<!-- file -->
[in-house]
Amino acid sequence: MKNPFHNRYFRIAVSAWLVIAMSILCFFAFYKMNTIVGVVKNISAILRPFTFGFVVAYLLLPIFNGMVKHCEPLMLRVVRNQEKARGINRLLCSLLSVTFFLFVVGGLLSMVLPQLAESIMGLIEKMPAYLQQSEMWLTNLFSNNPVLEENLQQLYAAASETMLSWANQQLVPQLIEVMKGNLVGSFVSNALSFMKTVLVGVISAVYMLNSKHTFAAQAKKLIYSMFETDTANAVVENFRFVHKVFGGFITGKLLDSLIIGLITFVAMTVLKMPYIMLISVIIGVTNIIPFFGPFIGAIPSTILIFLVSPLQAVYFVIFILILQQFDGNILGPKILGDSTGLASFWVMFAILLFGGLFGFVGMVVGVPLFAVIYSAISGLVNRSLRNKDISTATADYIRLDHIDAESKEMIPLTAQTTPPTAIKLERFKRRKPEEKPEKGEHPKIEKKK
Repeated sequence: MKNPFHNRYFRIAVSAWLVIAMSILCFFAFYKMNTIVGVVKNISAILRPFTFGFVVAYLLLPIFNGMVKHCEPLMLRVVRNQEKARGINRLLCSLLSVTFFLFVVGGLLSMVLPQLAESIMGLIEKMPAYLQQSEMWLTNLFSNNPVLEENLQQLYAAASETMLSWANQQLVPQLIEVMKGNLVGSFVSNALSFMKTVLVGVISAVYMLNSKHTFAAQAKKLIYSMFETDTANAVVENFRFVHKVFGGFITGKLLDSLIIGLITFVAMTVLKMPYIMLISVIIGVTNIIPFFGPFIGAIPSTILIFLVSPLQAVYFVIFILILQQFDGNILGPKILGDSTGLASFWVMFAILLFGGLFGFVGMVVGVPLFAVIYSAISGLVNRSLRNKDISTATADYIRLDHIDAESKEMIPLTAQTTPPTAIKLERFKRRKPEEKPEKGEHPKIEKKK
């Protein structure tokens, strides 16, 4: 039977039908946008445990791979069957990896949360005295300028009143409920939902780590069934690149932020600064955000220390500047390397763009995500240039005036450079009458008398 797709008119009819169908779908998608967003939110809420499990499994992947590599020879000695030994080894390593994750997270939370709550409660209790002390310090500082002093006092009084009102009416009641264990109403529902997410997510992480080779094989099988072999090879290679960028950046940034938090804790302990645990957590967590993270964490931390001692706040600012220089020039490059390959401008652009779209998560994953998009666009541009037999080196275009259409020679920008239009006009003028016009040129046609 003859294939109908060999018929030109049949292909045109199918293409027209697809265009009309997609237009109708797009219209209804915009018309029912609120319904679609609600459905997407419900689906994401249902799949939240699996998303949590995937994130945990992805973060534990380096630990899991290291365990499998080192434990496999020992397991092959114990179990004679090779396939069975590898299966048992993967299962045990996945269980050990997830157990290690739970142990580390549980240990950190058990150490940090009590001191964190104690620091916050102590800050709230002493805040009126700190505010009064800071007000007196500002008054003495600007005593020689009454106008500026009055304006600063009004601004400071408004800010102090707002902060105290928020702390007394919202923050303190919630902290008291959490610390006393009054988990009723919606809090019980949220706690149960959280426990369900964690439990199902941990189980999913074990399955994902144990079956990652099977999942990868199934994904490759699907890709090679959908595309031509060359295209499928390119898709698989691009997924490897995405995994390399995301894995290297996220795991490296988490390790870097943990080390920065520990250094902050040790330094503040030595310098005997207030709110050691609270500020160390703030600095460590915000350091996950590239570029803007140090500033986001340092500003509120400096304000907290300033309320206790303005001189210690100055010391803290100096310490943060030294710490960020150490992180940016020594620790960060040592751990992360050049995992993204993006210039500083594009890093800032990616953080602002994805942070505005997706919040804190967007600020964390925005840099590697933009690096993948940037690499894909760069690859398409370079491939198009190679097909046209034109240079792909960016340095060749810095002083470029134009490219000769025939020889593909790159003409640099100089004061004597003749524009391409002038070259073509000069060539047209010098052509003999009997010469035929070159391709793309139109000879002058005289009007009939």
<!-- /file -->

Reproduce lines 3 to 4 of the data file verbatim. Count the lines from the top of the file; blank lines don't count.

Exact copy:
Repeated sequence: MKNPFHNRYFRIAVSAWLVIAMSILCFFAFYKMNTIVGVVKNISAILRPFTFGFVVAYLLLPIFNGMVKHCEPLMLRVVRNQEKARGINRLLCSLLSVTFFLFVVGGLLSMVLPQLAESIMGLIEKMPAYLQQSEMWLTNLFSNNPVLEENLQQLYAAASETMLSWANQQLVPQLIEVMKGNLVGSFVSNALSFMKTVLVGVISAVYMLNSKHTFAAQAKKLIYSMFETDTANAVVENFRFVHKVFGGFITGKLLDSLIIGLITFVAMTVLKMPYIMLISVIIGVTNIIPFFGPFIGAIPSTILIFLVSPLQAVYFVIFILILQQFDGNILGPKILGDSTGLASFWVMFAILLFGGLFGFVGMVVGVPLFAVIYSAISGLVNRSLRNKDISTATADYIRLDHIDAESKEMIPLTAQTTPPTAIKLERFKRRKPEEKPEKGEHPKIEKKK
């Protein structure tokens, strides 16, 4: 039977039908946008445990791979069957990896949360005295300028009143409920939902780590069934690149932020600064955000220390500047390397763009995500240039005036450079009458008398 797709008119009819169908779908998608967003939110809420499990499994992947590599020879000695030994080894390593994750997270939370709550409660209790002390310090500082002093006092009084009102009416009641264990109403529902997410997510992480080779094989099988072999090879290679960028950046940034938090804790302990645990957590967590993270964490931390001692706040600012220089020039490059390959401008652009779209998560994953998009666009541009037999080196275009259409020679920008239009006009003028016009040129046609 003859294939109908060999018929030109049949292909045109199918293409027209697809265009009309997609237009109708797009219209209804915009018309029912609120319904679609609600459905997407419900689906994401249902799949939240699996998303949590995937994130945990992805973060534990380096630990899991290291365990499998080192434990496999020992397991092959114990179990004679090779396939069975590898299966048992993967299962045990996945269980050990997830157990290690739970142990580390549980240990950190058990150490940090009590001191964190104690620091916050102590800050709230002493805040009126700190505010009064800071007000007196500002008054003495600007005593020689009454106008500026009055304006600063009004601004400071408004800010102090707002902060105290928020702390007394919202923050303190919630902290008291959490610390006393009054988990009723919606809090019980949220706690149960959280426990369900964690439990199902941990189980999913074990399955994902144990079956990652099977999942990868199934994904490759699907890709090679959908595309031509060359295209499928390119898709698989691009997924490897995405995994390399995301894995290297996220795991490296988490390790870097943990080390920065520990250094902050040790330094503040030595310098005997207030709110050691609270500020160390703030600095460590915000350091996950590239570029803007140090500033986001340092500003509120400096304000907290300033309320206790303005001189210690100055010391803290100096310490943060030294710490960020150490992180940016020594620790960060040592751990992360050049995992993204993006210039500083594009890093800032990616953080602002994805942070505005997706919040804190967007600020964390925005840099590697933009690096993948940037690499894909760069690859398409370079491939198009190679097909046209034109240079792909960016340095060749810095002083470029134009490219000769025939020889593909790159003409640099100089004061004597003749524009391409002038070259073509000069060539047209010098052509003999009997010469035929070159391709793309139109000879002058005289009007009939």